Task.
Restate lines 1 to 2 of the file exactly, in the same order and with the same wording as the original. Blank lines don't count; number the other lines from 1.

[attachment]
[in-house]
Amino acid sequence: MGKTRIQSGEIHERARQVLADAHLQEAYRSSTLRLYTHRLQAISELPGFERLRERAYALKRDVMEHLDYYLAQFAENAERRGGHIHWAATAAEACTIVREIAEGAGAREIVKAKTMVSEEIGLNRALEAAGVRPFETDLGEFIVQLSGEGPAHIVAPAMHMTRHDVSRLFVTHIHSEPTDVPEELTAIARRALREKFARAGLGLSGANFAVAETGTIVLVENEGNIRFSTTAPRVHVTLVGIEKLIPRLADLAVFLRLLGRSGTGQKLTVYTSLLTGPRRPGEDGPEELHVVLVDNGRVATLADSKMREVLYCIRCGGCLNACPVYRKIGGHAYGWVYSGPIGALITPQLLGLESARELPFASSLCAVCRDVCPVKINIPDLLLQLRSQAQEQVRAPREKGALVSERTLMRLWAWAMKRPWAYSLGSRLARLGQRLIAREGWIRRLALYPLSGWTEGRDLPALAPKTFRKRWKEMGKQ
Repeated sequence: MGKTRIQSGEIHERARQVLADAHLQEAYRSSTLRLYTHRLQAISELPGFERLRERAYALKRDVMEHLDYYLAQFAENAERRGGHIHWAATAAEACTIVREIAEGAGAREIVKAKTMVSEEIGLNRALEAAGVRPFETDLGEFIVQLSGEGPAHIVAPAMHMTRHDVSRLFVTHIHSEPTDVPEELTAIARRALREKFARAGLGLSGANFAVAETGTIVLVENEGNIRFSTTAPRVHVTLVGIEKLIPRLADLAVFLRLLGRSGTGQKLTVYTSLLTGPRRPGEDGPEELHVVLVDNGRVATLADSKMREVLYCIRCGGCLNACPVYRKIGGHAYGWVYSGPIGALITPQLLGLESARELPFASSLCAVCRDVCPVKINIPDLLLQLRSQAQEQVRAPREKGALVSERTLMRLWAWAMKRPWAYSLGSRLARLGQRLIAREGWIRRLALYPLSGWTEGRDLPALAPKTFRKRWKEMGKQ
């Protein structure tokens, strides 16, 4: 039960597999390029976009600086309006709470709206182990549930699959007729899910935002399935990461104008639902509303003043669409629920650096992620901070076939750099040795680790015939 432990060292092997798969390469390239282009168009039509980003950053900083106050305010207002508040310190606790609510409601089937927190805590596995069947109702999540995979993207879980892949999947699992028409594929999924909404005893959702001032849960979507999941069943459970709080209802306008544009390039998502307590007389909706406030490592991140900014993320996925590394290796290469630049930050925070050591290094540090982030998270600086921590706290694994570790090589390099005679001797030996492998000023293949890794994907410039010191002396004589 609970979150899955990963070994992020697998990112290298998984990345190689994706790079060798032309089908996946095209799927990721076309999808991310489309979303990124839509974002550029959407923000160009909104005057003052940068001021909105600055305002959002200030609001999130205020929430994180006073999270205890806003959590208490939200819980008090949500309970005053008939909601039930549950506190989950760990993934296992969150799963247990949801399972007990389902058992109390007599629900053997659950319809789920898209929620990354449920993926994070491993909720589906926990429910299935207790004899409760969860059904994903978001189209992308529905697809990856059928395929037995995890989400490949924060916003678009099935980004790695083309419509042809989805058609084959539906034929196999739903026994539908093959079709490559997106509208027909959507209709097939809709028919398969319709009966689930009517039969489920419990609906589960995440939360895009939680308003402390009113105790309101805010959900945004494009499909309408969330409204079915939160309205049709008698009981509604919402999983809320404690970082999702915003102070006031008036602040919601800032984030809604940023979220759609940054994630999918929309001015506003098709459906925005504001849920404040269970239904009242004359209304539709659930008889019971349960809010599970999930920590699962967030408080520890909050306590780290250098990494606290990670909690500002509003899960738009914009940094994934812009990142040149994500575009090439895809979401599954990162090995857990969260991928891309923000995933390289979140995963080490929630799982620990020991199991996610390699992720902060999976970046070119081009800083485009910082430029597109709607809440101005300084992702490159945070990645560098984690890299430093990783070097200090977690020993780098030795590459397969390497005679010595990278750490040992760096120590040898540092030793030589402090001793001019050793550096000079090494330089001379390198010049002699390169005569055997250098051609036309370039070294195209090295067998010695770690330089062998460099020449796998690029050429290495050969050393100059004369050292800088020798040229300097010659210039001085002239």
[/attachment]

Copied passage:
[in-house]
Amino acid sequence: MGKTRIQSGEIHERARQVLADAHLQEAYRSSTLRLYTHRLQAISELPGFERLRERAYALKRDVMEHLDYYLAQFAENAERRGGHIHWAATAAEACTIVREIAEGAGAREIVKAKTMVSEEIGLNRALEAAGVRPFETDLGEFIVQLSGEGPAHIVAPAMHMTRHDVSRLFVTHIHSEPTDVPEELTAIARRALREKFARAGLGLSGANFAVAETGTIVLVENEGNIRFSTTAPRVHVTLVGIEKLIPRLADLAVFLRLLGRSGTGQKLTVYTSLLTGPRRPGEDGPEELHVVLVDNGRVATLADSKMREVLYCIRCGGCLNACPVYRKIGGHAYGWVYSGPIGALITPQLLGLESARELPFASSLCAVCRDVCPVKINIPDLLLQLRSQAQEQVRAPREKGALVSERTLMRLWAWAMKRPWAYSLGSRLARLGQRLIAREGWIRRLALYPLSGWTEGRDLPALAPKTFRKRWKEMGKQ